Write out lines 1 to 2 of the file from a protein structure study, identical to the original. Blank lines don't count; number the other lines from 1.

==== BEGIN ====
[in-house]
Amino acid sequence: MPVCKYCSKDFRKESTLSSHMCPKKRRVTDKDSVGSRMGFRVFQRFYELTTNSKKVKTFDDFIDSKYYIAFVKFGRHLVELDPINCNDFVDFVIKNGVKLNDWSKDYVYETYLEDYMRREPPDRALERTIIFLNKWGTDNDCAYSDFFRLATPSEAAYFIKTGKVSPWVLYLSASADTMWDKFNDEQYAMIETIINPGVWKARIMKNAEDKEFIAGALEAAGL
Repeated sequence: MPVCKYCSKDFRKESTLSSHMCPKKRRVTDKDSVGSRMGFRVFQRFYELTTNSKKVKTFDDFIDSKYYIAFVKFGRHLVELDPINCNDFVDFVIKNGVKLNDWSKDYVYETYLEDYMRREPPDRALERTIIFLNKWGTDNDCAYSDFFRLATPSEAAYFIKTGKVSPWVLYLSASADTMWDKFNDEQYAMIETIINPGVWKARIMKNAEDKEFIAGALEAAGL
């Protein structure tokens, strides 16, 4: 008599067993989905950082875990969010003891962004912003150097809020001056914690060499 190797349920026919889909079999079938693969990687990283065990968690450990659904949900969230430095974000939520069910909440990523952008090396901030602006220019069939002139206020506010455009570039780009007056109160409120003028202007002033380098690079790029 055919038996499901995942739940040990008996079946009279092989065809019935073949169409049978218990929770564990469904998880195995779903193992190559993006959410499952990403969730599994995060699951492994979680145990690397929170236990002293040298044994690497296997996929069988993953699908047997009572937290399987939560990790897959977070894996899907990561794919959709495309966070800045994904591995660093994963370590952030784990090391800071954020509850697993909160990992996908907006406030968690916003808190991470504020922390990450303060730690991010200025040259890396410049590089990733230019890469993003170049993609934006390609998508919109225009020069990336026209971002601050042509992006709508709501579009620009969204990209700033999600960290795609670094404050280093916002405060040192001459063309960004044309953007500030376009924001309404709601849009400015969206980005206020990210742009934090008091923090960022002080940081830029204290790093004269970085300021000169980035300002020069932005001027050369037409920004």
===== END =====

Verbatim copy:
[in-house]
Amino acid sequence: MPVCKYCSKDFRKESTLSSHMCPKKRRVTDKDSVGSRMGFRVFQRFYELTTNSKKVKTFDDFIDSKYYIAFVKFGRHLVELDPINCNDFVDFVIKNGVKLNDWSKDYVYETYLEDYMRREPPDRALERTIIFLNKWGTDNDCAYSDFFRLATPSEAAYFIKTGKVSPWVLYLSASADTMWDKFNDEQYAMIETIINPGVWKARIMKNAEDKEFIAGALEAAGL